Despite suffering from a headache during his first round, World Number One Rory McIlroy, who won three out of a possible five points at Medinah, is alongside his former Captain in the early tie for fourth after a five under par 67 of his own and the Northern Irishman said he was re-focussed and ready to win again after a slightly underwhelming performance at the Turkish Airlines World Golf Finals two weeks ago.

“I basically took the week off in Turkey, I didn't touch a club until the day of the tournament so I wouldn't read too much into that,” said the two-time Major winning 23 year old.

“But I prepared well last week.  Did a lot of great work with Michael and just trying to bring what I worked on last week to here.

“It was relatively benign conditions out there, the course was there for the taking.  Obviously Jamie shot ten under – which is a phenomenal score – so I was just trying to keep somewhere within touching distance.”

McIlroy also took time to mention his Captain and the return to the inherently individualistic nature of golf after what was an incredible team effort in Illinois in late September.

“I noticed Ollie's name on the board which was nice to see,” he continued.  “A few weeks ago, 12 individuals came together as part of the team and now we're back playing on our own and trying to beat one another.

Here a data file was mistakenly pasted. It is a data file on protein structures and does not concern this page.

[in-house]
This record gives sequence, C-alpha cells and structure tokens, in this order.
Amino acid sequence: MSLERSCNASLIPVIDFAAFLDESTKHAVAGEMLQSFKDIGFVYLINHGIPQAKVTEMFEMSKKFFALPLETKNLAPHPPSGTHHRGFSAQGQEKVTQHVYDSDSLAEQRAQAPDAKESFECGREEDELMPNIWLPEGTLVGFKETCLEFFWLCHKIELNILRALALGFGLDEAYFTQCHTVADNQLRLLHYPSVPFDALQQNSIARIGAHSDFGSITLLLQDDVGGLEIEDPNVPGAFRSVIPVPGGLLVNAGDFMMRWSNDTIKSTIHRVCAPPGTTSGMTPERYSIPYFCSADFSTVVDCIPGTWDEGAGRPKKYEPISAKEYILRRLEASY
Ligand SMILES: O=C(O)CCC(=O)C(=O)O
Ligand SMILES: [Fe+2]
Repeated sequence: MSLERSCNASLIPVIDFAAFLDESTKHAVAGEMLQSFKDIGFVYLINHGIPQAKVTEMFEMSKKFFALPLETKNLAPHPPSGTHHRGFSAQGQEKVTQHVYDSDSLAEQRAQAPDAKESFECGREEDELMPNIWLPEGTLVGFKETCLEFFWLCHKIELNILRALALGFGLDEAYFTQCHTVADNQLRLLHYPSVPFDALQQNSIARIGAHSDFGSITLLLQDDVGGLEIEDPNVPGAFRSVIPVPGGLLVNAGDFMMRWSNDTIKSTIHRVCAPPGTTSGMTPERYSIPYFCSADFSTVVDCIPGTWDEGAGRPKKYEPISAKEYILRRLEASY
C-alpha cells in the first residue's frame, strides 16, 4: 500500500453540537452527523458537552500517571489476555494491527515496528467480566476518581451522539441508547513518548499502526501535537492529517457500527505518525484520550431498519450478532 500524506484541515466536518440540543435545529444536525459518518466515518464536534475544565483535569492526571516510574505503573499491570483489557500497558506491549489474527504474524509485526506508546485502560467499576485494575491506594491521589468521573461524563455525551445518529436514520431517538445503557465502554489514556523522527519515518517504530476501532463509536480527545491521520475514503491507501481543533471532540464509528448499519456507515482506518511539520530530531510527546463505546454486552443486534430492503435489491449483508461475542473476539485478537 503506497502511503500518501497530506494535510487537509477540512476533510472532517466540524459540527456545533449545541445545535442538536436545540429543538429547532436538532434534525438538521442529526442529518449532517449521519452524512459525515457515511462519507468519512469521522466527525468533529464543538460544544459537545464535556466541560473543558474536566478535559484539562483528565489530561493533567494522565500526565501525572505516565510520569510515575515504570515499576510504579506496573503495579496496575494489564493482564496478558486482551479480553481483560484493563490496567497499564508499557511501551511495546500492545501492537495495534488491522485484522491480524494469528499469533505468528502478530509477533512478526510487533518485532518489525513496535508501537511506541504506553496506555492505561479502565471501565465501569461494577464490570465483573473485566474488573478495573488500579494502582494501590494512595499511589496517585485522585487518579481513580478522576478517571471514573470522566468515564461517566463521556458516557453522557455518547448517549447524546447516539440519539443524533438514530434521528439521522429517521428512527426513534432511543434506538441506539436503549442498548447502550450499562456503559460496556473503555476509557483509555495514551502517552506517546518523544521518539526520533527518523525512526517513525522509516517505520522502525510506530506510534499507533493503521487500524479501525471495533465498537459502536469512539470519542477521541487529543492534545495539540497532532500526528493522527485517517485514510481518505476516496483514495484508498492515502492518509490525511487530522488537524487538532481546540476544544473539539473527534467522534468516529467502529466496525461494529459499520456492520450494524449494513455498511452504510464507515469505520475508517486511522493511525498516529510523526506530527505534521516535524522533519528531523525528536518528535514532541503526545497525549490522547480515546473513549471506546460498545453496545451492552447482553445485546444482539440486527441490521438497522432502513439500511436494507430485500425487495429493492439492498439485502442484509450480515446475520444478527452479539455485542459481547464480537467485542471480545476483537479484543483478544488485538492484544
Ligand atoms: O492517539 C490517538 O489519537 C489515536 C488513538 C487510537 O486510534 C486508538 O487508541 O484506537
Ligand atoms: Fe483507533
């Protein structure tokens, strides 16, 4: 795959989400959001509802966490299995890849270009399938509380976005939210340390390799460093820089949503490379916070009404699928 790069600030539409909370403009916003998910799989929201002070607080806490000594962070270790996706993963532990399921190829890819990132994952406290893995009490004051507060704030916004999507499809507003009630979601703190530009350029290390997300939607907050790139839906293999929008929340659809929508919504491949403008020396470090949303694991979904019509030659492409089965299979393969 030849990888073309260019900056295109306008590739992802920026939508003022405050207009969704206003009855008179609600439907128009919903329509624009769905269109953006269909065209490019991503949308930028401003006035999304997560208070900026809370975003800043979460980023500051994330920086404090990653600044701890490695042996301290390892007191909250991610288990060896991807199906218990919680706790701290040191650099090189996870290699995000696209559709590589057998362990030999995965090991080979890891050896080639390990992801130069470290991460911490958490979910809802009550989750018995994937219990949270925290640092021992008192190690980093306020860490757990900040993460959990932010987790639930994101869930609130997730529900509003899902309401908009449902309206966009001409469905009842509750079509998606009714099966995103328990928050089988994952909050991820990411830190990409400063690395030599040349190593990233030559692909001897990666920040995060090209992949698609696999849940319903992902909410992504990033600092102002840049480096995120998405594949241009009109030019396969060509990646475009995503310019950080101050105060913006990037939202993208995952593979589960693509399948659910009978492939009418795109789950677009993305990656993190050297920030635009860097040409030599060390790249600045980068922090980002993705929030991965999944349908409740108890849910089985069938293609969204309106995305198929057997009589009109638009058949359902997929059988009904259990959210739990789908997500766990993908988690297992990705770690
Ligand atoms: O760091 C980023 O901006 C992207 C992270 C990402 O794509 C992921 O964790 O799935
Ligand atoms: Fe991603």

“It's been good to see the guys and talk about it a little bit more and hear what they have been up to for the couple of weeks since.  But now we are all trying to beat each other out there again.”

Justin Rose, who put together a grandstand finish to overcome Phil Mickelson in the singles at Medinah, and Martin Kaymer, whose putt on the 18th of the No. 3 Course retained the cup for Europe, also had excellent starts in Shanghai with four under par 68s leaving them in a tie for seventh following the first round, while a further shot back Nicolas Colsaerts, Paul Lawrie and Graeme McDowell are also well-placed with 54 holes to play.

Two under par rounds of 70 for Luke Donald, Ian Poulter and Lee Westwood at Lake Malaren meant that all 11 Ryder Cup players in China – plus Captain Olazábal – are inside of the top 25 in Shanghai as the Ryder Cup feel-good factor continues to resonate strongly across the globe.